Why do we tie the Lulav? Why not let the fronds spread out?

I know that there is symbolism derived from the binding, but is it actually required to bind the Lulav? What about binding the Hadasim and 'Aravoth to it? If the rings fall off or I don't have time to tie them, am I Yotzei the Mitzvah?

  • I know this isn't seasonal. I just happened to see this question half-written and not submitted on a mobile device that I don't normally use for this website.
    – Seth J
    Commented Feb 25, 2013 at 22:48
  • 3
    Shulchan Aruch OC 651:1: ומצוה לאגדם בקשר גמור, דהיינו ב' קשרים זה על זה, משום נוי
    – Fred
    Commented Feb 25, 2013 at 23:04
  • @Fred you beat me by 15 seconds. See too the end of the Rama there
    – Double AA
    Commented Feb 25, 2013 at 23:05
  • Seth, are you referring to binding the aravah and hadas to the lulav, or binding the lulav's branches together? (I think the latter, but worth clarifying.) Maybe a link to a picture would help.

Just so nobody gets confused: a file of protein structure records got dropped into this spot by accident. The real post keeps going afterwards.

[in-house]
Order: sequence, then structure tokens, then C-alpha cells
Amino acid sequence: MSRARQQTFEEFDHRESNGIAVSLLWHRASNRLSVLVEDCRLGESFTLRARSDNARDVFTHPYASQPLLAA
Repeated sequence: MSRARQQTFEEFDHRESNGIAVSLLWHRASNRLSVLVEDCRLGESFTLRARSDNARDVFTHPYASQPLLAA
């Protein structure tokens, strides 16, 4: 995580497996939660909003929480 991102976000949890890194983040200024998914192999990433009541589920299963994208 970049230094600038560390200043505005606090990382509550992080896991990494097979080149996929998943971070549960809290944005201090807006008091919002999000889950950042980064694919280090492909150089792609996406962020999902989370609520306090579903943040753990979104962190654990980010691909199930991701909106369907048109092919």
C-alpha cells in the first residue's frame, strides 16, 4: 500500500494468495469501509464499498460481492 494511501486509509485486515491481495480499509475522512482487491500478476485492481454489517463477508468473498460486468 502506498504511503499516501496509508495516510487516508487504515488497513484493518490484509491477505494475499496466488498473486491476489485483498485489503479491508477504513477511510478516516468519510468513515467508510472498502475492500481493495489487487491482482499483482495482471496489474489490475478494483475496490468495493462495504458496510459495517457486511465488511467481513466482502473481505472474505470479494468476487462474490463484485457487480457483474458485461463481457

– Double AA
    Commented Feb 25, 2013 at 23:10
  • @Fred that's a perfect answer if you care to post it (with proper translation/summary)
    – Seth J
    Commented Feb 25, 2013 at 23:16

1 Answer 1


The Mordechai (Moed 749) quotes the Raavan who writes that the custom around him was to make three knots on the Lulav, symbolizing the three patriarchs. This custom is recorded by Rama in OC 651:1. The Taz there notes that this is not stronger than a custom and that the knots should be made such that the leaves can still rattle somewhat. The Taz also opines that the three knots include the main knot which binds the Aravot and Hadasim to the Lulav, but the Elya Rabba there thinks that there should be three knots independent of the main knot.


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